Also in Florence we can admire open-air galleries. For example, in the works of Gec Art we can admire the figure of a modern man through the representation of a semi- mythical creature, with his head trapped in a monitor: in these works, electronic elements are made in the act of dialoguing with animal creatures. The most “original” artist is the Breton Clet, creator of many works, visible, incredibly, in some street signs of the old town. In these works, the themes dealt with are very varied: from religious ones, to those on work ethics, to themes of pure fun. Other works by incredible artists can be seen, for example, in Bologna, where, in via Stalingrado, entire walls covered with over 40 works are presented in 16000 square meters. Also in Naples we find many works, such as those Alice Pasquini, famous above all for the representation of women and children. Finally we mention Genoa, which with its history of graffiti and murals, reaches the record: especially with the project “Walk the line” we wanted to transform the supporting structures of Via Aldo Moro, in an open-air gallery over 3 km long.

Street art in Italy is growing exponentially, gaining more and more acclaim, even among non-experts. This growing consideration has led to the organization of real festivals around street art. The festival “Subsidenze” in Ravenna, which can boast several editions behind it and the participation of world-class artists, such as the already mentioned Millo.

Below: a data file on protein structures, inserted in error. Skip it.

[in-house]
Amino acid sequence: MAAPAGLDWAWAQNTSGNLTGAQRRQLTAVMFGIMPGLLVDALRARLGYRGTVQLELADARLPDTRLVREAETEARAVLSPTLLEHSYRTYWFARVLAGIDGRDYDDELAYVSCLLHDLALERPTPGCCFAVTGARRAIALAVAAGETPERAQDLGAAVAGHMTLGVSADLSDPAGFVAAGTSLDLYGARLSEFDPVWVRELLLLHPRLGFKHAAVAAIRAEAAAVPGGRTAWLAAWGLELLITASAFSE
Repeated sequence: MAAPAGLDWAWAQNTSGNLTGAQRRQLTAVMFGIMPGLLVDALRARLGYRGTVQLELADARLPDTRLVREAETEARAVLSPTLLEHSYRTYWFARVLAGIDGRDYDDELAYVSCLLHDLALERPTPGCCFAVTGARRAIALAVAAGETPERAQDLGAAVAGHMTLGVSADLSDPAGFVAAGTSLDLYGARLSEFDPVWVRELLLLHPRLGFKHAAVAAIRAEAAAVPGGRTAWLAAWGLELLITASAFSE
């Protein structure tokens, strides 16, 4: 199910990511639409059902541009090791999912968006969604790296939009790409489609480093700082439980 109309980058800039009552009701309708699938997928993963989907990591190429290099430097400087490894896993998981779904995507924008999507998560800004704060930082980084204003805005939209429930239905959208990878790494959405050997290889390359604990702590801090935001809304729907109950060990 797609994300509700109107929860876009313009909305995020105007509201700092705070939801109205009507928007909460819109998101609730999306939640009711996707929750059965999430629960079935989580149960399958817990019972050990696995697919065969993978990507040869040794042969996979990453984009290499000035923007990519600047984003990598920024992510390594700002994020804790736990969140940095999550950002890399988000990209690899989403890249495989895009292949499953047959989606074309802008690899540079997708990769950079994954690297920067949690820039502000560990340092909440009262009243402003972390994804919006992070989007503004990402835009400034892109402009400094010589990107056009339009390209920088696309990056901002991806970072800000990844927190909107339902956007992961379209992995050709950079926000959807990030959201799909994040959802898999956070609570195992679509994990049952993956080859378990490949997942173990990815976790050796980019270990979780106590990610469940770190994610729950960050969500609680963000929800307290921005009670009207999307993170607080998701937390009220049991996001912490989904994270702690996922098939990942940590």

Emilia-Romagna confirms itself as an important centre for street art, in fact also in Forlì there is an important kermesse, the “Murali Festival”. An opportunity to give even more voice to street art, but also a way to contribute to the redevelopment of urban areas.

Worthy of note is also the “Memorie Urbane” festival, whose first edition dates back to 2011. It is an itinerant event that moves its steps between Lazio and Campania. In these areas, the festival has left an indelible mark thanks to 240 interventions and the participation of more than one hundred artists from all over the world.

Even in Sicily, street art finds fertile ground. The stage of the “FestiWall” is the beautiful Ragusa. The peculiarity of this event is that in each edition the drawings of the previous editions are linked, so as to form a unique work that accompanies the viewer throughout the itinerary. The festival was born in 2014 and it is not only street art, but also concerts and workshops.

Written by #cleocirelli